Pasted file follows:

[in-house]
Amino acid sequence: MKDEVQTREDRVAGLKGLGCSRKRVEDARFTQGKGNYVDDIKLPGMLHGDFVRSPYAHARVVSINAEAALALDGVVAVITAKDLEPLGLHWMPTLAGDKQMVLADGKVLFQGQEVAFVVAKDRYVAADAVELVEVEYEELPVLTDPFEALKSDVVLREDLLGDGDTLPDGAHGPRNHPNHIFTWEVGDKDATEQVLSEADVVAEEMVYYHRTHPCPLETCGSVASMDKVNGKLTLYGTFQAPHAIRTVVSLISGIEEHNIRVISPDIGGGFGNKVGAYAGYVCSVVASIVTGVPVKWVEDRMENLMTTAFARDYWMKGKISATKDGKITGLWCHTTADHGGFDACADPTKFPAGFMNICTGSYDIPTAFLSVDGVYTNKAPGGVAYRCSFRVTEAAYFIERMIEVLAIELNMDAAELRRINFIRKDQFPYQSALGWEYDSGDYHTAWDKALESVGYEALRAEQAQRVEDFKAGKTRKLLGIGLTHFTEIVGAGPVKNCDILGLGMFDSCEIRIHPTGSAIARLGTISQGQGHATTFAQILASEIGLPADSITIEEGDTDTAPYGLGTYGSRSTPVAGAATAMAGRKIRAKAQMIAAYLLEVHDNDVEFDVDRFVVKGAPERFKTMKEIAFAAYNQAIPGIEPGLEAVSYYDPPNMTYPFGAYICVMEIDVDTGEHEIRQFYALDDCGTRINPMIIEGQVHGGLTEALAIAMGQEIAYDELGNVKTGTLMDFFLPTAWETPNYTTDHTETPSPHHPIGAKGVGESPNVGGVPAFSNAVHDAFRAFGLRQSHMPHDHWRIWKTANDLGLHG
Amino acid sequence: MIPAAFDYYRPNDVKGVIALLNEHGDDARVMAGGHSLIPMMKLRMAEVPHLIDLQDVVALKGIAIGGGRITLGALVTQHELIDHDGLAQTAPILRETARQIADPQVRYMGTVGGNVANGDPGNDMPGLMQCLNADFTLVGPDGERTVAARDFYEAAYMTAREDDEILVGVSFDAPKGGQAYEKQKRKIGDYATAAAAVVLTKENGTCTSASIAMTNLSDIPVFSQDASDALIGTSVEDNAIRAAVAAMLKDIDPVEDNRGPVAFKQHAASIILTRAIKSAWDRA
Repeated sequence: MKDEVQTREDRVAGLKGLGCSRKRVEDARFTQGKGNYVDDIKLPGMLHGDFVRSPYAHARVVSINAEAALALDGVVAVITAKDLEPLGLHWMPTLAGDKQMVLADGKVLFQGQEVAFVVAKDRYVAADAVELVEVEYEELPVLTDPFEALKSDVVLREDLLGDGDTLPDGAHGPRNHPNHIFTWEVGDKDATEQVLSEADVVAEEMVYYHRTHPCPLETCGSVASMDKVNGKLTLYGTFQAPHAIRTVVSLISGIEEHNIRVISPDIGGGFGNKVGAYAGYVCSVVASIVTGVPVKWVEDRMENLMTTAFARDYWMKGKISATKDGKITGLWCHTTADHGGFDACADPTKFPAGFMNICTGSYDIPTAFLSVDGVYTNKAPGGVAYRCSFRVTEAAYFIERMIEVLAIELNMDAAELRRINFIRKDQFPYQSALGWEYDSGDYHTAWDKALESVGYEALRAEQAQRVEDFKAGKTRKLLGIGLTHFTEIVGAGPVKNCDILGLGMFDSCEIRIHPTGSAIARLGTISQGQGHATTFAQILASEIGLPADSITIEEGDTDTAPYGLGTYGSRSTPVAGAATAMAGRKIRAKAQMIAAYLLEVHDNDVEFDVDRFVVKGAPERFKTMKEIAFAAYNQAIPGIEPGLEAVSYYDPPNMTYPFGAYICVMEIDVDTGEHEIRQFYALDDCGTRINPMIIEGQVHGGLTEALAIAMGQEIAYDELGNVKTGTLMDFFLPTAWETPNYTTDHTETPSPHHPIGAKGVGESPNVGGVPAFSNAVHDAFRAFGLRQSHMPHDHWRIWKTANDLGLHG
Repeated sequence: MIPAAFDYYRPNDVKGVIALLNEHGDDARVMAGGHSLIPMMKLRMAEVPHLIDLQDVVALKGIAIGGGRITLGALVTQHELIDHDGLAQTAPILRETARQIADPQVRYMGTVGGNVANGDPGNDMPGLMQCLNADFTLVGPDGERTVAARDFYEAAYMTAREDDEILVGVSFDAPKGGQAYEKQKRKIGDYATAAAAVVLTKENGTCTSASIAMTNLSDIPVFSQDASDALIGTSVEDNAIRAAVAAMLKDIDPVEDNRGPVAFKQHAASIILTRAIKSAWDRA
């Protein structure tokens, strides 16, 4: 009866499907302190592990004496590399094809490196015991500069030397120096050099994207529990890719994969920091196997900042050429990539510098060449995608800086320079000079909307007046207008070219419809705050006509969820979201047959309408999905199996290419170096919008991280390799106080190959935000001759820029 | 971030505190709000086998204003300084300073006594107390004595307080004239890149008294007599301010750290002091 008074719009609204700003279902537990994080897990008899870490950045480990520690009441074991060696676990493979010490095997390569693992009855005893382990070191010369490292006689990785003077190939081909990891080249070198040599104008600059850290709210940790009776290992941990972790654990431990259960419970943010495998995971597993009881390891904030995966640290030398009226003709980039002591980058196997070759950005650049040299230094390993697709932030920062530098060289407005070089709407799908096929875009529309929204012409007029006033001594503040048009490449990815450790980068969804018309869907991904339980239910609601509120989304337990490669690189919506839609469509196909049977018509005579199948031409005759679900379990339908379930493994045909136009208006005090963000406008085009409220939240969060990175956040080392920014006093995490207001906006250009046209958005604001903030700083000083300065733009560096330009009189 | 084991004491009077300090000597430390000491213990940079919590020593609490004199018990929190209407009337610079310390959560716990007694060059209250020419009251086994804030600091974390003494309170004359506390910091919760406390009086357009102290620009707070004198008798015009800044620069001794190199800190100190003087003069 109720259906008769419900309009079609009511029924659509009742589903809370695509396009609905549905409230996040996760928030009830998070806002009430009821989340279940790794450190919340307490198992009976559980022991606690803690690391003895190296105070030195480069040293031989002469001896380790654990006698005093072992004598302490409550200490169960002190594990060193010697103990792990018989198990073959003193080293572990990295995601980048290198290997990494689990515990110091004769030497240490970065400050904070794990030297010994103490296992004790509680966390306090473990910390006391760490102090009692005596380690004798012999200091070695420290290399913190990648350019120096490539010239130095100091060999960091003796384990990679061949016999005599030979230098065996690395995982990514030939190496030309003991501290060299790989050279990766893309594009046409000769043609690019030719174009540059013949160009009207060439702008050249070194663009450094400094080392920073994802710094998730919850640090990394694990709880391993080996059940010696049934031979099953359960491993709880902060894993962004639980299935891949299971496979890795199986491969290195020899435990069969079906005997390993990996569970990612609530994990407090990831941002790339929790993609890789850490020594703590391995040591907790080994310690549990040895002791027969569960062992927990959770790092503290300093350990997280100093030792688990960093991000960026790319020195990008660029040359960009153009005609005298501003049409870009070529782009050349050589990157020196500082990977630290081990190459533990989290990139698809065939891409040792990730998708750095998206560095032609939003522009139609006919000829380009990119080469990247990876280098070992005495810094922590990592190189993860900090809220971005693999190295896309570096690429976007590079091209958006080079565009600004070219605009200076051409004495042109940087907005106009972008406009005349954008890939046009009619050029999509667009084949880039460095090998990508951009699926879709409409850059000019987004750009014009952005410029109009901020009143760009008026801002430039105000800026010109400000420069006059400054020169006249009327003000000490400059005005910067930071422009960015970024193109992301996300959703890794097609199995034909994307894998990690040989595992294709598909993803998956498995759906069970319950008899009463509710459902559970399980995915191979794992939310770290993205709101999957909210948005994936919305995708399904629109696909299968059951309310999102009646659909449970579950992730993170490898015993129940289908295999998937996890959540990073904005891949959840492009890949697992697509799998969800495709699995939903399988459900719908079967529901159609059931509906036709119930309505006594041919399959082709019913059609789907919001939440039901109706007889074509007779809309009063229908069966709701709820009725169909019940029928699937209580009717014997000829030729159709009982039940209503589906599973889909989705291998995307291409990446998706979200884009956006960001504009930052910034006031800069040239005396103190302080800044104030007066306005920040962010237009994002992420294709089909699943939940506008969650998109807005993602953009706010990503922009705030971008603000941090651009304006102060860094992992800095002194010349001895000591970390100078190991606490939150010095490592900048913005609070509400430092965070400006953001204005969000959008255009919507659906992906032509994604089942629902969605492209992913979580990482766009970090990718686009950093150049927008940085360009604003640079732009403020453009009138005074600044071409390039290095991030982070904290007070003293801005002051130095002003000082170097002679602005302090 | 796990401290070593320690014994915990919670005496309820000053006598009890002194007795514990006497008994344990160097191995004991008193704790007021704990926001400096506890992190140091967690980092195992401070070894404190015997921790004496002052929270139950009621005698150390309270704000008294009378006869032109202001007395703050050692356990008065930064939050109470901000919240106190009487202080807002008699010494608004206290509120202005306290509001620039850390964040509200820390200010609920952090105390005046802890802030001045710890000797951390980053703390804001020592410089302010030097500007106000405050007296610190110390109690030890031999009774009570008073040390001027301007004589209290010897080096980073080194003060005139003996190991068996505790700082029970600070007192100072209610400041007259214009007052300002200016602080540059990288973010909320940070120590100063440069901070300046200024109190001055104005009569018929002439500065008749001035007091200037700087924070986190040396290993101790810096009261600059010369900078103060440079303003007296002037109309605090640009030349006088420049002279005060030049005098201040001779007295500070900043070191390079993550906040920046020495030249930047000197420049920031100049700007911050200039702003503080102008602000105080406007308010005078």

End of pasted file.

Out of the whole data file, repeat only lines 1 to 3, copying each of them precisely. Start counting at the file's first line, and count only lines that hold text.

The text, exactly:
[in-house]
Amino acid sequence: MKDEVQTREDRVAGLKGLGCSRKRVEDARFTQGKGNYVDDIKLPGMLHGDFVRSPYAHARVVSINAEAALALDGVVAVITAKDLEPLGLHWMPTLAGDKQMVLADGKVLFQGQEVAFVVAKDRYVAADAVELVEVEYEELPVLTDPFEALKSDVVLREDLLGDGDTLPDGAHGPRNHPNHIFTWEVGDKDATEQVLSEADVVAEEMVYYHRTHPCPLETCGSVASMDKVNGKLTLYGTFQAPHAIRTVVSLISGIEEHNIRVISPDIGGGFGNKVGAYAGYVCSVVASIVTGVPVKWVEDRMENLMTTAFARDYWMKGKISATKDGKITGLWCHTTADHGGFDACADPTKFPAGFMNICTGSYDIPTAFLSVDGVYTNKAPGGVAYRCSFRVTEAAYFIERMIEVLAIELNMDAAELRRINFIRKDQFPYQSALGWEYDSGDYHTAWDKALESVGYEALRAEQAQRVEDFKAGKTRKLLGIGLTHFTEIVGAGPVKNCDILGLGMFDSCEIRIHPTGSAIARLGTISQGQGHATTFAQILASEIGLPADSITIEEGDTDTAPYGLGTYGSRSTPVAGAATAMAGRKIRAKAQMIAAYLLEVHDNDVEFDVDRFVVKGAPERFKTMKEIAFAAYNQAIPGIEPGLEAVSYYDPPNMTYPFGAYICVMEIDVDTGEHEIRQFYALDDCGTRINPMIIEGQVHGGLTEALAIAMGQEIAYDELGNVKTGTLMDFFLPTAWETPNYTTDHTETPSPHHPIGAKGVGESPNVGGVPAFSNAVHDAFRAFGLRQSHMPHDHWRIWKTANDLGLHG
Amino acid sequence: MIPAAFDYYRPNDVKGVIALLNEHGDDARVMAGGHSLIPMMKLRMAEVPHLIDLQDVVALKGIAIGGGRITLGALVTQHELIDHDGLAQTAPILRETARQIADPQVRYMGTVGGNVANGDPGNDMPGLMQCLNADFTLVGPDGERTVAARDFYEAAYMTAREDDEILVGVSFDAPKGGQAYEKQKRKIGDYATAAAAVVLTKENGTCTSASIAMTNLSDIPVFSQDASDALIGTSVEDNAIRAAVAAMLKDIDPVEDNRGPVAFKQHAASIILTRAIKSAWDRA